A Different Way to Pray: Prayer Arbor at the Cathedral

When you close your eyes and think of the word “prayer,” what do you see? People kneeling, their hands folded, silently sharing their concerns with God? A congregation saying The Lord’s Prayer together on Sunday morning?  What about… ribbons?

img_0685If you walk past the front of the Cathedral of St. Paul in Erie this week, your eyes are bound to stray to the wood arbor out front, covered with white ribbons that flap in the autumn breeze. If your curiosity gets the better of you and you step up for a closer look, you’ll see that each ribbon is inscribed with an individual’s prayer, hundreds of prayers, written down and tied carefully to the wire framework inside the arbor itself.

AJ Noyes, the Program Associate for the Cathedral, originally presented the idea of the Prayer Arbor to the Cathedral Chapter in the spring. She was inspired by another prayer installation called “Knotted Grotto” by Meg Saligman in Philadelphia, Prayer Trees, and her own artistic leanings (she has a Bachelor’s degree in art). “My position here at the Cathedral gives me the opportunity to be creative, but I’ve wanted to do an installation piece for years,” she says.

The Chapter was very receptive to the idea, and Dean Downey suggested that the arbor be focused on the city of Erie, given the current issues with homelessness, school closings and budget deficits, and other concerns.

img_0418After AJ worked out the initial concept for the installation, Cathedral sexton Terry Bishop took on the task of building the arbor and placing it on the Cathedral lawn. The Arbor was introduced on June 26, and, that Sunday morning, the congregation was asked to add requests to the arbor during the Prayers of the People.

Since then people in and outside the church have taken advantage of the Prayer Arbor to either add prayers, or to take time to pray for the concerns already listed. The Vine youth group and their parents have added prayers, and a contingent from the Cathedral took ribbons and information to the National Night Out at Gridley Park in early August.  AJ relayed that, “Many people – especially children – took the time to write out a prayer and then we hung their ribbons on the arbor the next day.”

img_0682The goal of the Arbor, besides being a vessel for prayer, is to reach out to the community. The Cathedral emphasizes that the Arbor is open to people of all ages, conditions, and faiths, and it has drawn people from the Erie community who may not otherwise have been aware of the Episcopal Church. Some of our diocesan clergy have noted the effect of the Arbor:

 “A student of mine stopped into my office earlier this fall to say that he was walking down West 6th street, and noticed the Prayer Arbor in front of the cathedral. While he said that he wouldn’t normally have noticed anything like that or taken the time to investigate, something about the way the ribbons caught the wind caught his interest. He stepped up the stairs to the arbor level, and stepped in. He found himself compelled to read the various intentions that were tied there, and even found himself praying for the individuals who wrote them and the hopes that they had. He was surprised to find that almost fifteen minutes had passed while he was engaged in the structure and its intention. This is just one wonderful example of how the Prayer Arbor had facilitated this moment of prayer in this rather unlikely pilgrim.” – the Rev. Shawn Clerkin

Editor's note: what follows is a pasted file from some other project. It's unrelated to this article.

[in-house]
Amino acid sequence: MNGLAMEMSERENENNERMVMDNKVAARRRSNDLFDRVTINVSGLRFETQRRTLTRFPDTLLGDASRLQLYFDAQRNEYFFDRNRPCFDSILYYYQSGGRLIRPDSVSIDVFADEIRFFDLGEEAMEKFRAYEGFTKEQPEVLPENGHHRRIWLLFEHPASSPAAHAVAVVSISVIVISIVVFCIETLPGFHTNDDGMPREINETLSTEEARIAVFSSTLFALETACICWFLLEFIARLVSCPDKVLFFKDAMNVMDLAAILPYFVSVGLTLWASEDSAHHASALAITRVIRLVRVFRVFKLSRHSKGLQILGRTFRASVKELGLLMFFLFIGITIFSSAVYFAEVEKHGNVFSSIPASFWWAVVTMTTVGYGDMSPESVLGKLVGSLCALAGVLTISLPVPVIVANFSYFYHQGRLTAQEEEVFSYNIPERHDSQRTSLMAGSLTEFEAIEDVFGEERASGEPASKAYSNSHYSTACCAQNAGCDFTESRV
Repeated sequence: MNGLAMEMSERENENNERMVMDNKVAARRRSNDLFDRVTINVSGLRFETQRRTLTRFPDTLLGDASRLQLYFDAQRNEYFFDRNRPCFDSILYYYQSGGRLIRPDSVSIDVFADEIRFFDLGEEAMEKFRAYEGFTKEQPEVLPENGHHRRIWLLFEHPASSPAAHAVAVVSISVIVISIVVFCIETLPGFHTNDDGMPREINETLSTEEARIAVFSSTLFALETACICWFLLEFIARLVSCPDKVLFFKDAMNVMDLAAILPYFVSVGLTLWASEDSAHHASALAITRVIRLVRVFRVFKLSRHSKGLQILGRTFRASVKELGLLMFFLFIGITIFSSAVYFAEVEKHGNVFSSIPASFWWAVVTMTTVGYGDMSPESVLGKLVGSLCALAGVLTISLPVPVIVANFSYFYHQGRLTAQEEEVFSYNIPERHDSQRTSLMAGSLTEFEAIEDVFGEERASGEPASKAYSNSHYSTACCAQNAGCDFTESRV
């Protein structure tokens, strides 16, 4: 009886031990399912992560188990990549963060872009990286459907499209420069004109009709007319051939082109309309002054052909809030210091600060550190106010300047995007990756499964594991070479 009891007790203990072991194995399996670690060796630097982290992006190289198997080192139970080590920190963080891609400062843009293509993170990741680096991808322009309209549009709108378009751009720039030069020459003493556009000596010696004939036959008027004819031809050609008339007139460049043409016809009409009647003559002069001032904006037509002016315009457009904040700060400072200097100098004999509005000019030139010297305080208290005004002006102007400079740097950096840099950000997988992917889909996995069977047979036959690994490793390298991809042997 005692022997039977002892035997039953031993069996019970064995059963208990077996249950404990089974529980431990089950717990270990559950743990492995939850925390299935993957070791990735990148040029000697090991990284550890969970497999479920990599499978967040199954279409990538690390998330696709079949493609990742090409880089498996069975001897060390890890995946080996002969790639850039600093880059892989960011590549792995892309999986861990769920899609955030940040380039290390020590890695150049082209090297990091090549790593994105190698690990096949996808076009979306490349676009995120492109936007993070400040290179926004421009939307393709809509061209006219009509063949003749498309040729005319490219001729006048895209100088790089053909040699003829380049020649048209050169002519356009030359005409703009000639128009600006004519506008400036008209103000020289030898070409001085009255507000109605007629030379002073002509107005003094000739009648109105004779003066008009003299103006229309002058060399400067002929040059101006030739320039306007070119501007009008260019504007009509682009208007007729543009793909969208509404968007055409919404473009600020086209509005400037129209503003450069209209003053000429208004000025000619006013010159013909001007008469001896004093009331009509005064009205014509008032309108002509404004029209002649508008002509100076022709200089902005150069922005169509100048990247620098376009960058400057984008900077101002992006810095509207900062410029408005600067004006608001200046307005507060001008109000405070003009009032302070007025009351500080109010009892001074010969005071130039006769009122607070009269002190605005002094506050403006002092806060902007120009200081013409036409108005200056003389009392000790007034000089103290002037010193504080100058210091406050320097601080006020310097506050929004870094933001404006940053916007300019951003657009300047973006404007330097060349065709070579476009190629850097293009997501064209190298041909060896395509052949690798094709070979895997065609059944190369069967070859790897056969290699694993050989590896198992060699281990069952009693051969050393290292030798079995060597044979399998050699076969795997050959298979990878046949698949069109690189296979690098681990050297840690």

img_0689“A few months ago, I was visiting a patient, someone I’d never met before, in the hospital. He asked which church I was from. When I replied the Cathedral of St. Paul across from the Court House, he said “Oh, I live a few blocks from there and walk my dog past it every day! You have that ribbon sculpture out front; what’s that about?” “It’s a Prayer Arbor! As followers of Christ, we’re called to be people of prayer, reconciliation and hope in His redeeming love right here, where we’re planted.”  I watched his face fill with awe and excitement as he exclaimed, “You mean I could go in, get a ribbon, write my prayer for the community and put it on the Arbor?! What a wonderful idea, why aren’t we all doing this?” This gentleman is a member of another denomination and church in the downtown neighborhood. And, yes, his prayer really is fluttering in the breeze on the Prayer Arbor.

 “Riding hospital elevators as I visit patients, I frequently am asked what I do and where I serve as a clergy person. In the past few months when I say “St. Paul’s Episcopal Cathedral, across from the Court House”, someone will usually ask about “that house thing” out in front of the church. Inevitably, there’s “wow”, “neat” & “you mean ANY one can write a prayer?” when I explain the Prayer Arbor. Sometimes, I even hear “Why aren’t we ALL doing that?” Indeed. I wonder how many of those fluttering prayers might be from someone in that elevator.”  – the Rev. Kathleen Ziegenhine

 The prayers will remain on the Prayer Arbor until November 6. There will be a Choral Evensong that evening at 5 pm at the Cathedral, at which time the ribbons will be removed and distributed to the attendees for the service, then archived. All are invited to attend.

There are many ways to pray, and many ways to share the love of God – even with something as simple as a piece of ribbon.

Megin Sewak is Communications Specialist for the Diocese of NWPA. 

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